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Herded Gibbs Sampling
Transcript of Herded Gibbs Sampling
Mareija Eskelin, Jing Fang, Max Welling
Herded Gibbs Sampling
A deterministic procedure for generating pseudo-samples
Presentation by Mareija Eskelin
We can build a deterministic Gibbs for unnormalized distributions:
ANALYZE a moving window of herded Gibbs' samples,
, that approximate the target distribution
- weight vector
Named Entity Recognition
A Simple Complete Graph
Recall the example employing 2 variables
Performance on the Binary
For smaller it is harder to transition from state (0,0) to (1,1)
Modifying the pre-trained 3 class Stanford NER we evaluated the performance of herded Gibbs on the inference (labeling) NER task
NER is typically carried out by the Viterbi algorithm
In order to compare to Viterbi we chose to evaluate the performance of herded Gibbs on chain-CRFs
Performance is measured in per-entity F1 ( a larger score is better). The average computation time is indicated in square brackets. The standard deviation in F1 for Gibbs is indicated in round braces
CRF for NER Performance
The results were averaged over 10 corrupted images with Gaussian noise N(0,16), error bars correspond to 1 standard deviation and D is the damping factor for Mean Field Inference.
Image Denoising Reconstruction Error
- an observed pixel of the noisy image
- an unknown pixel of the original image
Make the assumption that nearby pixel should have similar values and so we set the coupling parameters (for neighbouring pixels) to 1
O(1/T) convergence guarantee for models with independent variables and fully-connected graphical models
The above objective is minimized by generating samples according to the following recursion
COMPARE to a Gibbs Markov Chain, , initialized at
The Gibbs Markov Chain has a known geometric convergence, i.e. the Gibbs distribution converges geometrically (this is not the same as the convergence rate of ergodic averages)
BOUND the discrepancy between and by O(1/T)
recall was when we began collecting T samples (which had a convergence rate of O(1/T))
We show geometric convergence of herded Gibbs when FAR from the target
Thus we obtain a limit on for a burn-in period of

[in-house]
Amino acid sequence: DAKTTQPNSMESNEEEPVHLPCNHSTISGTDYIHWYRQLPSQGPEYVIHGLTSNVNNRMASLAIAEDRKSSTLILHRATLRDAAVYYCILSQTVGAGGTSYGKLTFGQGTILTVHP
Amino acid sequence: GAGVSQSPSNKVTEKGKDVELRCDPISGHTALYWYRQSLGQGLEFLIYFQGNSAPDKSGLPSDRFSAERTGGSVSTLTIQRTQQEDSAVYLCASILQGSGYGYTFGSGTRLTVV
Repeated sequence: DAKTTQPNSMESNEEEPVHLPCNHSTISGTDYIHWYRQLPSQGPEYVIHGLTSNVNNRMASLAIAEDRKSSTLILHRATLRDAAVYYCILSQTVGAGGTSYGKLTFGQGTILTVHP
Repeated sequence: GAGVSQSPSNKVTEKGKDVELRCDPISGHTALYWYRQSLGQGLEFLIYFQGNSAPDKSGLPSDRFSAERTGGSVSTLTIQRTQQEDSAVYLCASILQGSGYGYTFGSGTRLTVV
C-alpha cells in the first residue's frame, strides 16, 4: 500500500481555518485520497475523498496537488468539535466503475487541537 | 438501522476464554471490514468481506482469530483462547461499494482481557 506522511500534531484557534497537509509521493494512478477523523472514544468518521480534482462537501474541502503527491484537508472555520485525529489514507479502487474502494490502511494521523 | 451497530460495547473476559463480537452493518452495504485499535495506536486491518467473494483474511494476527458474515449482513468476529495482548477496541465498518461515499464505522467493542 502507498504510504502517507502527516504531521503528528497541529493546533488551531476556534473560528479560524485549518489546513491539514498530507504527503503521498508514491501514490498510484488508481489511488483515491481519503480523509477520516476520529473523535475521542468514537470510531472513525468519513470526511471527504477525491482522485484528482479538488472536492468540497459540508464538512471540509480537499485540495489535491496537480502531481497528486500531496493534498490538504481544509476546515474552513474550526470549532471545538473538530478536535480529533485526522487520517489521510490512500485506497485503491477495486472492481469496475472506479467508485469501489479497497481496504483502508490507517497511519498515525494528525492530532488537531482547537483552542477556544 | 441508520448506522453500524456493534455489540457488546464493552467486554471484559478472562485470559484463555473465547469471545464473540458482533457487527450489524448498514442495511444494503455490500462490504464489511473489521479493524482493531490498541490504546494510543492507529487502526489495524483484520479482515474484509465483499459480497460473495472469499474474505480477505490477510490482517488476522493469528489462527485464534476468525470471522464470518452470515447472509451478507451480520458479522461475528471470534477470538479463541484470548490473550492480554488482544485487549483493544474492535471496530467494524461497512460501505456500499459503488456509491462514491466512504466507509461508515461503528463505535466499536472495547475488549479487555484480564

- feature vector
- moment vector
Alternates either systematically or randomly the sampling of each variable given the configuration of its neighbours
Slower MCMC convergence rate of
for ergodic averages.
This is a consequence of the Central Limit Theorem
However, herded Gibbs requires storing the weights for the conditionals
Conditional Random Field
Herded Gibbs could be applied to the more expressive skip-chain CRFs for further performance improvements
Herded Gibbs has O(1/T) convergence to the target distribution , defined on a complete graph, with an O(log(T)) burn-in period, where T is the number of samples generated.
is the herded Gibbs empirical estimate of the joint employing T samples, collected beginning at time
O(1/T) Convergence is Obtained when we:
Demonstrates promising empirical performance for select real-world problems
A novel deterministic variant of Gibbs
For an absolute convergence rate of herded Gibbs we evaluate the distance between and :
because of the geometric convergence of the Gibbs chain
What about ?
Herded Gibbs achieves a higher score than Annealed Gibbs in less time
Herded Gibbs achieves performance equal to that of Viterbi
We stressed and explored the performance of herded Gibbs by manipulating the above joint:
as decreases more iterations are required for convergence
Note: this analysis relies on the reachability of all states hence the restriction to fully complete graphical models
Herding transforms sampling to optimization (minimization)
T is unknown number
Herding had only been applied to normalized distributions.
In the remainder of the talk, we will see that:
(i) For complete graphs, herded Gibbs retains the O(1/T) rate of herding.
(ii) It empirically performs better than Gibbs and mean field variants for image denoising and named entity recognition tasks.
1/10 1/5 1/2 0 1/5
We are generating samples to MATCH the target
Let us consider herding on a model with 5 states
Instead of sampling from each conditional, apply herding to each conditional.
Log-Plot of Performance on the Binary 2-Variable Model
= 0.1 = 0.01 = 0.001 = 0.0001
Convergence rate for ergodic averages is O(1/T), where T is the number of samples
of the Target